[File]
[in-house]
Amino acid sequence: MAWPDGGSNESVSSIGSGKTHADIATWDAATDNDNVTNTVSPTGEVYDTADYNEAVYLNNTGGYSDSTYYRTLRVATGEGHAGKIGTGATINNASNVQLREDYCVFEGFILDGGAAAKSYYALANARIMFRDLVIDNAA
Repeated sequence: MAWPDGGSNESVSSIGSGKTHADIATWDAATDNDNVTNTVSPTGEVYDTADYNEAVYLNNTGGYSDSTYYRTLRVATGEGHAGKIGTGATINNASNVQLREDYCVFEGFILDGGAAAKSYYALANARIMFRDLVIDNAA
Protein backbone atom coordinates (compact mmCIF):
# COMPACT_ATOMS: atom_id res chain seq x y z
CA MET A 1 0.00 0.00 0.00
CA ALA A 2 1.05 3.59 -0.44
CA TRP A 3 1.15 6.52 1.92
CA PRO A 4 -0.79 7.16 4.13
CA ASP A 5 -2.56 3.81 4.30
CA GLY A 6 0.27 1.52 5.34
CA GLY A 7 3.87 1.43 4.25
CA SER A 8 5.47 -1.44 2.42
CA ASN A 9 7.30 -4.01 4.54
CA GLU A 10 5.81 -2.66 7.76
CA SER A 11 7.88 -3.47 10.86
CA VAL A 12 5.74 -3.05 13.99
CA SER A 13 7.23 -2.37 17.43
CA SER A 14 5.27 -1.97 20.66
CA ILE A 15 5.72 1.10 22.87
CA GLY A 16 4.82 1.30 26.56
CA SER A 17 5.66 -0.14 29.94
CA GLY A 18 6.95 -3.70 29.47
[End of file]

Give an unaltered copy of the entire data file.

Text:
[in-house]
Amino acid sequence: MAWPDGGSNESVSSIGSGKTHADIATWDAATDNDNVTNTVSPTGEVYDTADYNEAVYLNNTGGYSDSTYYRTLRVATGEGHAGKIGTGATINNASNVQLREDYCVFEGFILDGGAAAKSYYALANARIMFRDLVIDNAA
Repeated sequence: MAWPDGGSNESVSSIGSGKTHADIATWDAATDNDNVTNTVSPTGEVYDTADYNEAVYLNNTGGYSDSTYYRTLRVATGEGHAGKIGTGATINNASNVQLREDYCVFEGFILDGGAAAKSYYALANARIMFRDLVIDNAA
Protein backbone atom coordinates (compact mmCIF):
# COMPACT_ATOMS: atom_id res chain seq x y z
CA MET A 1 0.00 0.00 0.00
CA ALA A 2 1.05 3.59 -0.44
CA TRP A 3 1.15 6.52 1.92
CA PRO A 4 -0.79 7.16 4.13
CA ASP A 5 -2.56 3.81 4.30
CA GLY A 6 0.27 1.52 5.34
CA GLY A 7 3.87 1.43 4.25
CA SER A 8 5.47 -1.44 2.42
CA ASN A 9 7.30 -4.01 4.54
CA GLU A 10 5.81 -2.66 7.76
CA SER A 11 7.88 -3.47 10.86
CA VAL A 12 5.74 -3.05 13.99
CA SER A 13 7.23 -2.37 17.43
CA SER A 14 5.27 -1.97 20.66
CA ILE A 15 5.72 1.10 22.87
CA GLY A 16 4.82 1.30 26.56
CA SER A 17 5.66 -0.14 29.94
CA GLY A 18 6.95 -3.70 29.47